Hollywood is like a greying head of hair. For every remarkable and original film they release there are 5 or 6 remakes, reboots, and sequels that pop up in its place. And eventually you have to just accept it. As an undeniable movie lover, I tend to just give in to whatever Hollywood wants to throw at me. I can take it. And here we are with “Vacation” a sort of sequel, actually it’s pretty much just a sequel, of the popular National Lampoon series about the Griswold family who can’t seem to have a decent family vacation. The Griswolds are one of those families where the kids have seemed to enter some kind of black hole because they never appear to age past fifteen even though their parents grow older from film to film. Not anymore, Rusty Griswold is now all grown up and has decided to take his own stuck-in-a-rut family on a road trip to the one and only Walley World. Hopefully it’s at least open this time.
As a fan of this series of arguably not very good films, this fifth “Vacation” is thankfully not nearly as bad as one may assume. Sure the trailer is filled with lots of raunchy humor but is anyone really surprised? The first film worked because it mixed aww shucks family dynamic with bizarre, hyper adult humor. Does anyone remember the implied incest in the Cousin Eddy sequence? And what about the comedic fate of poor Aunt Edna? Writer John Hughes knew how to draw a nice line between extreme, dark humor and lighter, fluffier wholesomeness. Many will argue the new “Vacation” is all crass and dirty jokes and it is to a point: but there’s way more heart hear than meets the eye. And for god sakes the writers (John Francis Daley and Johnathan M. Goldstein, who also directed) have actually given these people character arcs and the kids finally have personalities.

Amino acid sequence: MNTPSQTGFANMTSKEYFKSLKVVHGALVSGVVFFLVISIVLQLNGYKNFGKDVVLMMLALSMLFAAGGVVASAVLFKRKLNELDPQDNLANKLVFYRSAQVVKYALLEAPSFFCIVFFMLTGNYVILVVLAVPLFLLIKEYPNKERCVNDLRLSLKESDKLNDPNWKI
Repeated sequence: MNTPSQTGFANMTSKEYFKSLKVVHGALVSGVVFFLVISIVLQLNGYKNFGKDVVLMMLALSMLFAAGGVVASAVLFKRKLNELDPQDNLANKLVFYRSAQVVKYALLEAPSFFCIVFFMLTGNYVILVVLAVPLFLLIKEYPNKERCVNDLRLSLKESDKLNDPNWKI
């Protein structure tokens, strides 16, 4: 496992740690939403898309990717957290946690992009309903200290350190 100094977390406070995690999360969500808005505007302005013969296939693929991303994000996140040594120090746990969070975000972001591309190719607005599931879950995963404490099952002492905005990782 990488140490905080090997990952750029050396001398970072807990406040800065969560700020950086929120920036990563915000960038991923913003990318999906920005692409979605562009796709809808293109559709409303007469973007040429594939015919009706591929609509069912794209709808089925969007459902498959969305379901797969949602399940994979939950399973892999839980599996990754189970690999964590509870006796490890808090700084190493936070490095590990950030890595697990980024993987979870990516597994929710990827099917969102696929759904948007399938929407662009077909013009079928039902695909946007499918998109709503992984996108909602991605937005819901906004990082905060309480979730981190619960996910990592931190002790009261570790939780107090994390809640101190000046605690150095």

The kids, in fact, easily steal the film away from stars Ed Helms and Christina Applegate. Steele Gibbons is Kevin, a nightmarish younger brother, borderline sociopathic, who enjoys tormenting his older brother James (Skyler Gisondo). James is the sensitive, musician type who brings along his guitar and various journals on his vacation. Seeing these two go at it the entire movie was simply hilarious to watch even if the behavior was never exactly realistic… but how is any situation in a comedy like this ever realistic? These people take a dip in raw sewage without even knowing for crying out loud. Helms and Applegate work good together as Rusty and his wife Debbie. The two are sort of on the rocks and Rusty feels like a family trip could bring them all closer together.
Yes this is one of those predicable comedies whether everything that can go wrong does go wrong. It’s nothing new. The writers overcome that generally well by at least not just repeating the same situations from the previous films, though there are plenty of fun nods for fans of the series. “Vacation” is sort of a difficult film to hate. It’s a comedy and it made me laugh even if some scenes didn’t exactly showcase brilliant comedic writing or skills. When the film wants to make an easy joke it does: take for instance the segment in which they visit Rusty’s sister Audrey and her cocky southern husband played by Chris Hemsworth. The guy doesn’t really get to do much but talk with a southern twang and show off the giant fake penis hiding in his underwear. As Audrey, Leslie Mann seems sort of wasted: not to take anything from the lovable Applegate, but I probably would have rather seen Mann in the lead role.
Thankfully the film heads in a direction that was predictable but delightfully familiar: a stop off at Grandma and Grandpa Griswold’s bed and breakfast where Chevy Chase and Beverly D’Angelo make their glorified cameos along with the iconic “family truckster.” This new “Vacation” doesn’t really need to exist and it doesn’t really do anything practically groundbreaking: you get the sense it feels like a nostalgic cash grab, but at least it was funny and like most family vacations, it wasn’t nearly as bad as you were expecting. GRADE: B
Trailer for Vacation on TrailerAddict.